Anyone lucky enough to have been to the Hunterian Museum may have come across George Stubb's painting of a moose entitled, The Duke of Richmond’s First Bull Moose. Which begs the question: just how many mooses (moose? meese?) did Charlie have? Was he just being pompous and assuming he'd be acquiring more with a painting title like that?
Like any exotic animal from far-away lands, moose were a highly-prized object for the English nobleman's menagerie. When General Guy Carlton sent the Duke of Richmond a moose from Canada the anatomist, William Hunter called on the artist George Stubbs for a favor. Hunter's main interest was in humans but he seemed to have some natural scientific curiosity with the moose and its relationship to the elk indigenous to the British Isles. He commissioned Stubbs to paint Richmond's new moose for study. Stubbs included mature moose antlers in the painting since Richmond's did not have them. The painting goes to show just how much wasn't known about moose. Stubbs painted it in a rocky craggy mountain landscape, not knowing the specific habitat.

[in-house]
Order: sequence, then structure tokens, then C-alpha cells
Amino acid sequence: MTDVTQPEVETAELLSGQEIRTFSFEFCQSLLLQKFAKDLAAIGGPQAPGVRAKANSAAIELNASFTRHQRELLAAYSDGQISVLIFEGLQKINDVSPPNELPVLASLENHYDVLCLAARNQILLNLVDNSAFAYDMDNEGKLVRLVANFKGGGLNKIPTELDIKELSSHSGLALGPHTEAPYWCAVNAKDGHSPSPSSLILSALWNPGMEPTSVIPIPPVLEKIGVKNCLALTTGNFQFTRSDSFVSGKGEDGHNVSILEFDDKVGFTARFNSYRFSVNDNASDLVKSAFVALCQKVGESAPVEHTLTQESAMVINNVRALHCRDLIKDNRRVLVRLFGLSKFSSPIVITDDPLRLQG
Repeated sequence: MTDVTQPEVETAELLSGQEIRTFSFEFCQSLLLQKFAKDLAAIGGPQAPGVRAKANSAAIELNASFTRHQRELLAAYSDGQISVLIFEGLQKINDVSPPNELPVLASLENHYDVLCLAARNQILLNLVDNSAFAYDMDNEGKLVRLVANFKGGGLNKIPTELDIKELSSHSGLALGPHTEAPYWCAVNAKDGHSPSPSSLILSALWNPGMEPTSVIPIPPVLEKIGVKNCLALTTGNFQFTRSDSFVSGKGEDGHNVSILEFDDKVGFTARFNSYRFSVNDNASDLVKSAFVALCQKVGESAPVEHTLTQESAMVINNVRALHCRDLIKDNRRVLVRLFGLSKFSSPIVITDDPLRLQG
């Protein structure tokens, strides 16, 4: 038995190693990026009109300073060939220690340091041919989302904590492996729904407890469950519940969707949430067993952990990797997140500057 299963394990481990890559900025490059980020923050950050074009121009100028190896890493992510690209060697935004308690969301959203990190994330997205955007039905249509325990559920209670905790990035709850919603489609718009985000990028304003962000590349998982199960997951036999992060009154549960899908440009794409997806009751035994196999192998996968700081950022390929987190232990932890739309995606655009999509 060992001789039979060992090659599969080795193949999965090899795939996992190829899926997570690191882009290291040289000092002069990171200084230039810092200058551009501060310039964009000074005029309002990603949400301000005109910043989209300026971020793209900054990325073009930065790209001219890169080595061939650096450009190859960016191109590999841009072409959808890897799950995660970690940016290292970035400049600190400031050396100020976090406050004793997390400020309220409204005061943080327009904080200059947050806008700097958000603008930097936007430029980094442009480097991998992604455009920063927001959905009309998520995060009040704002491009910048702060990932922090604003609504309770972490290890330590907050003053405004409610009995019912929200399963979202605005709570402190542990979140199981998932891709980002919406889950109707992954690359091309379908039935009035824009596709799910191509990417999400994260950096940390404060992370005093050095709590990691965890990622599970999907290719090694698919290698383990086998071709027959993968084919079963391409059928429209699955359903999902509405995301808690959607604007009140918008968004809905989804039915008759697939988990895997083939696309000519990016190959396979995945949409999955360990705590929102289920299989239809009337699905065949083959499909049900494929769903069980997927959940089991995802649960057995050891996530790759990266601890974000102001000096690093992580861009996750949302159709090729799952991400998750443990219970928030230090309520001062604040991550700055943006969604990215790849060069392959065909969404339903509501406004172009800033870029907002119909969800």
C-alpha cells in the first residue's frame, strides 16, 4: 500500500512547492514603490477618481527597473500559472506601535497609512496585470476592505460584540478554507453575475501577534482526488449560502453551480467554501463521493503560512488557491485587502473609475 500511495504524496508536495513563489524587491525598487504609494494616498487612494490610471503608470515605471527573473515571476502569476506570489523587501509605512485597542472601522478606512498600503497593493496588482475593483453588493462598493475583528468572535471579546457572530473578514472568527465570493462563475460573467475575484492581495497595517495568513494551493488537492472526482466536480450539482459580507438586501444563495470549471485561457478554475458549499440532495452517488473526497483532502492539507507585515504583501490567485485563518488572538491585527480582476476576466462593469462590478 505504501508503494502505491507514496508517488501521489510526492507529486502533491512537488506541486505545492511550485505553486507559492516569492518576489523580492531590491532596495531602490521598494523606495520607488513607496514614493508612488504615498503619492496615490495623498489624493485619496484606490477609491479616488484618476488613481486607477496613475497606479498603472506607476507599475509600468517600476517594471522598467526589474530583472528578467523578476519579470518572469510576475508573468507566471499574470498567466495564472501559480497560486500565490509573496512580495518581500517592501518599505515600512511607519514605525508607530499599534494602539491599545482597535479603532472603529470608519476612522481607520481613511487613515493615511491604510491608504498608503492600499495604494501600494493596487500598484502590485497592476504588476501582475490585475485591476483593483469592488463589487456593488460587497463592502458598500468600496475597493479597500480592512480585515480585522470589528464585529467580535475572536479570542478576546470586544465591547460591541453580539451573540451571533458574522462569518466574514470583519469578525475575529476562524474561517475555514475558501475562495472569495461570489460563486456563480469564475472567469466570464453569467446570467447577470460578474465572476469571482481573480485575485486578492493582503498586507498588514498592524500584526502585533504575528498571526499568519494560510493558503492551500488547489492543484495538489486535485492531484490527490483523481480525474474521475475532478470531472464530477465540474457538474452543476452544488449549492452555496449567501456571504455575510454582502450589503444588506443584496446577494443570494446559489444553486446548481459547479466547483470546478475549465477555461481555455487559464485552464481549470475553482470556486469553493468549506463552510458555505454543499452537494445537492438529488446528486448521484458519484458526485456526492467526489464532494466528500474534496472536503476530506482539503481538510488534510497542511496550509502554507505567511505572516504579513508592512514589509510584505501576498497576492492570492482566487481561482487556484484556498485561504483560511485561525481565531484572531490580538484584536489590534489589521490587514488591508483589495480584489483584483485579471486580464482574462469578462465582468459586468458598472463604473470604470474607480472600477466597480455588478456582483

Three years later Hunter got word that a second moose was now in Richmond's possession. This time he grabbed some friends and his painting and went to see this second bull moose in person. Comparing the two moose caused him to make a second commission with Stubbs, a drawing entitled The Duke of Richmond’s Second Bull Moose.
One moose sounds to me like it would be enough! Two moose is a tad selfish. I can't tell you if Richmond took any more antlered wards in but I have a feeling he may have stopped at two (males, at least), just because his friend Hunter would have come along, dragging Stubbs behind, for yet another photo op with the new moose in town.